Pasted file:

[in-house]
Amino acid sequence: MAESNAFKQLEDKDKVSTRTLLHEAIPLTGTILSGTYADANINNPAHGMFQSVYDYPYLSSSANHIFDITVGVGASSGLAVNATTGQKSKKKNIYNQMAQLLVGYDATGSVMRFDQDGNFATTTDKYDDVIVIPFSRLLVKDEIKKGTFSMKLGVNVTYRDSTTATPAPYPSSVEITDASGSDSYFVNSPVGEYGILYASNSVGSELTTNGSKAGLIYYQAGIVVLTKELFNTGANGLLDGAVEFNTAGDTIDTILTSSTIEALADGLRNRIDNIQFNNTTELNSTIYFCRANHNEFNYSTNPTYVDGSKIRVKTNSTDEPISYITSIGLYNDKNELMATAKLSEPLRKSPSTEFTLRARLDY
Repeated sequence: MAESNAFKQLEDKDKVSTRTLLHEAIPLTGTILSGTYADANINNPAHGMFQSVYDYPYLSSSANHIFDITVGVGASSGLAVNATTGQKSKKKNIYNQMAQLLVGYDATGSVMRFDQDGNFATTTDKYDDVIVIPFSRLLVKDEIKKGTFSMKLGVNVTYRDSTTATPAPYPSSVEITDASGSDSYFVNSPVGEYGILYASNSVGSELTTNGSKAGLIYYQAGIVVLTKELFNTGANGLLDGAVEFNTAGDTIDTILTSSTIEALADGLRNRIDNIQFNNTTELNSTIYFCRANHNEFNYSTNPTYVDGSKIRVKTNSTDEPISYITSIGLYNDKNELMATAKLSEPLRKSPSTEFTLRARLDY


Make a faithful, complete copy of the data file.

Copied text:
[in-house]
Amino acid sequence: MAESNAFKQLEDKDKVSTRTLLHEAIPLTGTILSGTYADANINNPAHGMFQSVYDYPYLSSSANHIFDITVGVGASSGLAVNATTGQKSKKKNIYNQMAQLLVGYDATGSVMRFDQDGNFATTTDKYDDVIVIPFSRLLVKDEIKKGTFSMKLGVNVTYRDSTTATPAPYPSSVEITDASGSDSYFVNSPVGEYGILYASNSVGSELTTNGSKAGLIYYQAGIVVLTKELFNTGANGLLDGAVEFNTAGDTIDTILTSSTIEALADGLRNRIDNIQFNNTTELNSTIYFCRANHNEFNYSTNPTYVDGSKIRVKTNSTDEPISYITSIGLYNDKNELMATAKLSEPLRKSPSTEFTLRARLDY
Repeated sequence: MAESNAFKQLEDKDKVSTRTLLHEAIPLTGTILSGTYADANINNPAHGMFQSVYDYPYLSSSANHIFDITVGVGASSGLAVNATTGQKSKKKNIYNQMAQLLVGYDATGSVMRFDQDGNFATTTDKYDDVIVIPFSRLLVKDEIKKGTFSMKLGVNVTYRDSTTATPAPYPSSVEITDASGSDSYFVNSPVGEYGILYASNSVGSELTTNGSKAGLIYYQAGIVVLTKELFNTGANGLLDGAVEFNTAGDTIDTILTSSTIEALADGLRNRIDNIQFNNTTELNSTIYFCRANHNEFNYSTNPTYVDGSKIRVKTNSTDEPISYITSIGLYNDKNELMATAKLSEPLRKSPSTEFTLRARLDY